While the rest of Asia scrambles to regulate cryptocurrencies, some remain open and even welcoming of the blockchain boom. An unlikely nation in the region to be convivial to new technology and innovation beyond state control is Thailand, which is currently in the throes of an ever-lengthening military dictatorship and associated power struggles.
It was reported in the Bangkok Post this week that the Securities and Exchange Commission (SEC) has said Thailand’s first bitcoin futures trading service offered by a securities company is legitimate but urged investors to apply caution due to high risks.
According to Phillip Securities Thailand, investors would be allowed to speculate on Bitcoin via an international global derivatives trading service. Market regulators within the country are in consensus that the move is legitimate and can proceed. Similar futures contracts were offered last month by two large Chicago exchanges: CBOE and CME, though products in other countries have yet to get off the ground.
In a press release, managing director Low See Kiong stated:
Using bitcoin as an underlying asset on the CBOE and CME will lead to greater acceptance of bitcoin futures as they have reliable payment systems and are regulated by the US Securities and Exchange Commission.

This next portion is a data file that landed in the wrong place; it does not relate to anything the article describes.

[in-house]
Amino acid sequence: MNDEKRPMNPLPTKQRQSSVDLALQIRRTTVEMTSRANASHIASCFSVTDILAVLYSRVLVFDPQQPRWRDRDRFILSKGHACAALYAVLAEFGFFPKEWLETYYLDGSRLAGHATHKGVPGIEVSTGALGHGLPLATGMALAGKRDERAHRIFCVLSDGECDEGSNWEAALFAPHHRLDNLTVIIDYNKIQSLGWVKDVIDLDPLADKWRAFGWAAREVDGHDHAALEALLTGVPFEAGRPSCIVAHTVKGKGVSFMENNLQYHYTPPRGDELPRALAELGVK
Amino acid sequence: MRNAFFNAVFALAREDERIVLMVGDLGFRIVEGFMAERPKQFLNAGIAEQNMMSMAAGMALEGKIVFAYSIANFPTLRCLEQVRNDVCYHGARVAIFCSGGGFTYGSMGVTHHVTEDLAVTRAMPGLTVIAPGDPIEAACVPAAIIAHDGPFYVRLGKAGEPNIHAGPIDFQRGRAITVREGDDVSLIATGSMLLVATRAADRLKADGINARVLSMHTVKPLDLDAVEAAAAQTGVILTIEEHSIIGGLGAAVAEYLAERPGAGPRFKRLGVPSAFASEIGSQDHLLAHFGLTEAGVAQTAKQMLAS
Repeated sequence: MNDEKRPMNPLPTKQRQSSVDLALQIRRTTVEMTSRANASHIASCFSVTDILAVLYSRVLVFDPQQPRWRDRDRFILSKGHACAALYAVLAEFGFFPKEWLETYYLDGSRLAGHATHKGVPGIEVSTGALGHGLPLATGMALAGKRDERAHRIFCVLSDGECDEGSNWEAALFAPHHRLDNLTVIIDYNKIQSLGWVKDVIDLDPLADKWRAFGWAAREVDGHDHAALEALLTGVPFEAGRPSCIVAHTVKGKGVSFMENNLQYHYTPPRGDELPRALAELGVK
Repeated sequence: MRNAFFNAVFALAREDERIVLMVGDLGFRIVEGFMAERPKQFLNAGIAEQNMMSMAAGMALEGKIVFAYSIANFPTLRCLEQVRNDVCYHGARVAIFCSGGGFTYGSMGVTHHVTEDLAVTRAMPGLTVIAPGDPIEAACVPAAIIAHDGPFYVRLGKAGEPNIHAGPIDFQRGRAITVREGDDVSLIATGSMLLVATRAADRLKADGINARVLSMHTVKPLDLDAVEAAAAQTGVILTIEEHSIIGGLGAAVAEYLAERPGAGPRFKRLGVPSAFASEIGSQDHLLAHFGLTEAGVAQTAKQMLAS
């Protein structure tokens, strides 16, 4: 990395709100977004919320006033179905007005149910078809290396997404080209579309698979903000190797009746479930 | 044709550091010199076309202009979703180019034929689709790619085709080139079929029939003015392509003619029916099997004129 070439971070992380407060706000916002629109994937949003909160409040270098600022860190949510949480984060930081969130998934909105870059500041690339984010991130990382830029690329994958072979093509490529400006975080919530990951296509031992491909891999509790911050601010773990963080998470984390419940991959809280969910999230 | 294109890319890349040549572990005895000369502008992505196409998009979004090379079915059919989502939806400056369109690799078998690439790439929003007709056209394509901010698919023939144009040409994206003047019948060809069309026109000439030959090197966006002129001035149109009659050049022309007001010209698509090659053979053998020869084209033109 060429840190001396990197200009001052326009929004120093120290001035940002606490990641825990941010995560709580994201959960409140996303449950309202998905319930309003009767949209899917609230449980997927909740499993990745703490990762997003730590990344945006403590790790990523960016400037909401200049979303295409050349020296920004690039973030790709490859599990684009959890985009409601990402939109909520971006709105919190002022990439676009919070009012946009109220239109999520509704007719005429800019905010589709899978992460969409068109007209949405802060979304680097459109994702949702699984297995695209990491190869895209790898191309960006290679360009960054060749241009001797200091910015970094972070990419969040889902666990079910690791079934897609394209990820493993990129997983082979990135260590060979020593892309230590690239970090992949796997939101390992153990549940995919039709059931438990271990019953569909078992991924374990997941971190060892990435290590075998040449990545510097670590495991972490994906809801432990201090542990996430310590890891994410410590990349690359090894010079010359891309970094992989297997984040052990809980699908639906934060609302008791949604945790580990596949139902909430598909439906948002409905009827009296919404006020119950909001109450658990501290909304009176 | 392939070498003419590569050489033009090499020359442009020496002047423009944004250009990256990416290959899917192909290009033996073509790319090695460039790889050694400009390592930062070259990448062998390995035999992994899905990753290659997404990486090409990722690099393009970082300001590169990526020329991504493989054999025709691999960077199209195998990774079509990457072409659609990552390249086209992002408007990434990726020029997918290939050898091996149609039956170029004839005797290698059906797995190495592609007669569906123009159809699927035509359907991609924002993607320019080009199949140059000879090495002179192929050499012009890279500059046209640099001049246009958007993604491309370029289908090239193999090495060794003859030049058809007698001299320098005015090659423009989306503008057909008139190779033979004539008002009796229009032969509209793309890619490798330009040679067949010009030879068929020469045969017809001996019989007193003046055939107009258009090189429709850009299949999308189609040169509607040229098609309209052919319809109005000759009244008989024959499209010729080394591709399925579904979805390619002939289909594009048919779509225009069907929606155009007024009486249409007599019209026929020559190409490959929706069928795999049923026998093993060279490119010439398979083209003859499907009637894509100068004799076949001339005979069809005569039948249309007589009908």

He added that the futures were targeted towards experienced investors that did not want to buy the currency directly on crypto exchanges or from unlicensed brokers.
Open to Trading
The head of global markets at Phillip Securities Thailand told the Bangkok Post that customers wanting to trade Bitcoin futures must apply for the company’s global derivatives service, which will allow them to trade futures on 15 global futures markets, including CBOE and CME. However, investors will need to deposit money to cover their investment margin, and trading will be quoted in US dollars. In reference to margin covers, he added:
In principle, investors should prepare money as a buffer for price movement around 20-30% above the margin. The buffer might be lower for some, depending on the risk management of individuals. For example, if they have a strict policy to stop losses, the buffer may be lower than 10%.
Thailand has one primary crypto exchange offering Bitcoin and ten other altcoins directly in fiat and a few more obscure ones in Bitcoin. Junta leader Prayut Chan-ocha recently warned about the risks of crypto trading and advised that the public be educated about it before jumping in.
Will the rest of Asia open up or continue to crack down on crypto? Share your thoughts in the comments below.
Images courtesy of GoodFreePhotos, Pexels, and Bitcoinist archives.Show comments